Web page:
“It almost felt like we were operating like Cremeland [Drive-In],” he said of those first few weeks. “The second week we were open, we got clearance to put tables outside, so it was kind of like a takeout picnic-area model for a week or so. Then indoor dining resumed on June 15.”

Takeout still represents a significant percentage of Diz’s Cafe’s overall sales, Martin said, especially earlier in the week. The eatery is known for its scratch-made comfort foods and home-cooked meals, including its appetizers, burgers and sandwiches, but also its customizable “build-your-own” menu of at least one protein and up to three fresh sides.

“We’ve seen incredible growth, which has been encouraging,” he said. “We’ve definitely seen more people lately who have been more comfortable with dining in, as more people go back to work and there’s more activity downtown.”

As the weather continues to turn warmer and Diz’s closes in on a full year being open, the eatery is expected to add more tables and chairs out on the sidewalk. Martin said monthly specials will continue too, including possibly some Cinco de Mayo-inspired items in May.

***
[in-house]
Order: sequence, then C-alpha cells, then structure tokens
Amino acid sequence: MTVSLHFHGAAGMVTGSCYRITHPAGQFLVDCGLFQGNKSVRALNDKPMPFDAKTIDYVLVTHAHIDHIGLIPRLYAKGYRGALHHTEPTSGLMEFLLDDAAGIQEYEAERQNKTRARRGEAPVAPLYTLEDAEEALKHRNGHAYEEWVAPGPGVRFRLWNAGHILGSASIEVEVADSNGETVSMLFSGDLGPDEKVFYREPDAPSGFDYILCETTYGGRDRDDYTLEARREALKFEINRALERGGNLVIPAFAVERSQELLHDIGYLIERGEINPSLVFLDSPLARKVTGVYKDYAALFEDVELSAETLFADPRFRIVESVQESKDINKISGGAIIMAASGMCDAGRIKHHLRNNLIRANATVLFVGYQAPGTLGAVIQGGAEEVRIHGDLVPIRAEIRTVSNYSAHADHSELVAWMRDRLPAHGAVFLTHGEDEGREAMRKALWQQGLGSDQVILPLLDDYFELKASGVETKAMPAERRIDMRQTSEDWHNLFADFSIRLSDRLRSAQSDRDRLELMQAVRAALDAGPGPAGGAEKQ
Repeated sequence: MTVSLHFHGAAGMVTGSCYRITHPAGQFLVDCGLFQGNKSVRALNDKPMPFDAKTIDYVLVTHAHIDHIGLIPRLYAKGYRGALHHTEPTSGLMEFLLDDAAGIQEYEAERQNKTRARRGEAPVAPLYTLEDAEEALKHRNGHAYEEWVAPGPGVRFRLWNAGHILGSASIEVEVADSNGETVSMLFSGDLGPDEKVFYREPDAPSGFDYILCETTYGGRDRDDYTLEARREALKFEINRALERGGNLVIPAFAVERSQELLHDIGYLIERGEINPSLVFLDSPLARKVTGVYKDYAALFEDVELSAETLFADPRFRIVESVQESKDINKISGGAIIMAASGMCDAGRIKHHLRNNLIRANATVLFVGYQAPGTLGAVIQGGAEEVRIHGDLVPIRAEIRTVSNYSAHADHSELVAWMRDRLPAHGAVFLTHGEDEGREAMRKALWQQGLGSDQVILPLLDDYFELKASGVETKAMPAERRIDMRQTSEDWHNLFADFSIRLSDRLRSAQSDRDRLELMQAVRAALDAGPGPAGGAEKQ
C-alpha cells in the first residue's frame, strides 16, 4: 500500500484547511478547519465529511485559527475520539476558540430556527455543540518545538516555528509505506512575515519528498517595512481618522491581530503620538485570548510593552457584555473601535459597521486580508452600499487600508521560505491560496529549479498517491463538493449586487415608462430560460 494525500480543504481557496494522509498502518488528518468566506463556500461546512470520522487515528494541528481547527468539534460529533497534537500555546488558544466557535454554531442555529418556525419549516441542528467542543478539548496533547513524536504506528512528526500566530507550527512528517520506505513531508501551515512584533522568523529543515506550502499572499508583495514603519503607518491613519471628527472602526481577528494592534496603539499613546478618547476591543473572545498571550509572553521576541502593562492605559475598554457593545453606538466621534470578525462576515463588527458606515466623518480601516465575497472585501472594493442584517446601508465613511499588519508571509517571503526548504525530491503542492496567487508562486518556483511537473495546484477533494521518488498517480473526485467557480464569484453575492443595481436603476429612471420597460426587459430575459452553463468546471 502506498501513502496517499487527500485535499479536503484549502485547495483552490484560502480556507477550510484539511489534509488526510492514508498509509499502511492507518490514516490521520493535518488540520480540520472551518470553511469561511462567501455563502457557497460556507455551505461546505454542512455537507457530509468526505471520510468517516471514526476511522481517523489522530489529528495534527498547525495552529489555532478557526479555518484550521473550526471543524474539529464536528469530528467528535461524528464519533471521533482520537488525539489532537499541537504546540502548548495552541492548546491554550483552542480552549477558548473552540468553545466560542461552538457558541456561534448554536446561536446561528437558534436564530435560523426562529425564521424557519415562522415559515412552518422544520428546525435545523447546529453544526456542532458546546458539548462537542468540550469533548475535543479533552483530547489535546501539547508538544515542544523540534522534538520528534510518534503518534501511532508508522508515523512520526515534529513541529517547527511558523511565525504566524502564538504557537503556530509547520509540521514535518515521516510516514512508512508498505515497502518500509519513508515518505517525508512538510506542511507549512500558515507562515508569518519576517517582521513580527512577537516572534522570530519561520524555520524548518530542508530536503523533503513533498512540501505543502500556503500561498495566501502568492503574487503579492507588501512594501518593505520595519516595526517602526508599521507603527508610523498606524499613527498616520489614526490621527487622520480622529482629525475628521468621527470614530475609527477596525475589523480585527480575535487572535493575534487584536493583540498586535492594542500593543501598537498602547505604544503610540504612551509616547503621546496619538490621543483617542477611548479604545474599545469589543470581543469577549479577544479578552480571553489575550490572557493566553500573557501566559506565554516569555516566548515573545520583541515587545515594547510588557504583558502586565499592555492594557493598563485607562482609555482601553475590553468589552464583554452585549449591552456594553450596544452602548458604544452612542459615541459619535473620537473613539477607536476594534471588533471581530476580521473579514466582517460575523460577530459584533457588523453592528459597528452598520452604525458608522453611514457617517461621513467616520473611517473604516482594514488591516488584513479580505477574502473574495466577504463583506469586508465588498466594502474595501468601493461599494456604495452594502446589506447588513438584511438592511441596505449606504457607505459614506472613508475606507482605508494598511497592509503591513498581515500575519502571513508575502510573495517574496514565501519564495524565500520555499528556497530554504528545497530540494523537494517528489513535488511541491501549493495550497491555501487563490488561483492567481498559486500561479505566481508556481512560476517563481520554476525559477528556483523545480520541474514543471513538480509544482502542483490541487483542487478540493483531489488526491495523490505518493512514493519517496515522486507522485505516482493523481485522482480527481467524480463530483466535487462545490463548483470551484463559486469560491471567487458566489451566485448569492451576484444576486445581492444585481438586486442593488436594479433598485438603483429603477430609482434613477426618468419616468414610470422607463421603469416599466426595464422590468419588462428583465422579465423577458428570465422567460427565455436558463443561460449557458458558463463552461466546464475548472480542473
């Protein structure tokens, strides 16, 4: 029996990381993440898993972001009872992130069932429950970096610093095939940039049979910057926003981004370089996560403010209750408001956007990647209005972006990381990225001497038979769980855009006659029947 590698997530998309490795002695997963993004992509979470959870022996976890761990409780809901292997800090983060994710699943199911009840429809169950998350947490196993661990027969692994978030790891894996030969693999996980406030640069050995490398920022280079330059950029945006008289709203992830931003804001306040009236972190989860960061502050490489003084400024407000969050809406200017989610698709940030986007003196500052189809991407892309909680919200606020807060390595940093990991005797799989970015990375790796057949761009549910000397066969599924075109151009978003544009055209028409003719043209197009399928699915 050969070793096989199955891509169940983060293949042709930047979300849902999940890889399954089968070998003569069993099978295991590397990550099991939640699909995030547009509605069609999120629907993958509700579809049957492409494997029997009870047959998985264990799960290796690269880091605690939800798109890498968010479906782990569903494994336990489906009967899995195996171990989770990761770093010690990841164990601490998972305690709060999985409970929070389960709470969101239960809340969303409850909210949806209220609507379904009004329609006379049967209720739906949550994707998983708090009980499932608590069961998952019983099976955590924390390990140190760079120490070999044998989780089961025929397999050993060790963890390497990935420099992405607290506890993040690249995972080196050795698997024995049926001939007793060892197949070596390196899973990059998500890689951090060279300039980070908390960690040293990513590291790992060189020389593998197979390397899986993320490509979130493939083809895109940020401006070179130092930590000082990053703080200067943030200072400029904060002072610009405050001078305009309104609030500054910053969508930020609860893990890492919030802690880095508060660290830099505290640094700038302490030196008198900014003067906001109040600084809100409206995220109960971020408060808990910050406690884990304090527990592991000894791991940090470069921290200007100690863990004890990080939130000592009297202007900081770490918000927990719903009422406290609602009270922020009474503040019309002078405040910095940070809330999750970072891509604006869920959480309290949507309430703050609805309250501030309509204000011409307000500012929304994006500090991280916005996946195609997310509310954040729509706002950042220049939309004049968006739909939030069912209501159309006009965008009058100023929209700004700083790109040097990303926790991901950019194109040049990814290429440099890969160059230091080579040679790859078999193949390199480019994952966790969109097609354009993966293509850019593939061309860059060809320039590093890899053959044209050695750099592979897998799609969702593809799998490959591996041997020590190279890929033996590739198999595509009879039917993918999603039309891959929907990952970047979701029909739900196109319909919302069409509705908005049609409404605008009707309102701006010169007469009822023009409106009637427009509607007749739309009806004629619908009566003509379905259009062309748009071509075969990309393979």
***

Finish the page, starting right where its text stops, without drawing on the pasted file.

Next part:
School Street Cafe

1007 School St., Dunbarton, 774-2233,

Opened: August 2020

Lindsey Andrews and Carrie Hobi had worked together at MG’s Farmhouse Cafe in Dunbarton Center until its permanent closure in the spring of last year. The two cousins, who had talked while growing up about one day opening their own bakery and coffee shop, were later offered the space to rebrand and remodel that summer as the School Street Cafe. Since opening in August, the cafe has become known for its build-your-own breakfast sandwiches, fresh baked pastries and yogurt parfaits, as well as coffee sourced from Hometown Coffee Roasters of Manchester and several flavors of ice cream from Blake’s.

“We’ve recently introduced online ordering, which has been a huge success,” Andrews said. “We also have several picnic tables outside now … to help control the flow of traffic inside, or if you just want to sit out and enjoy the sunshine.”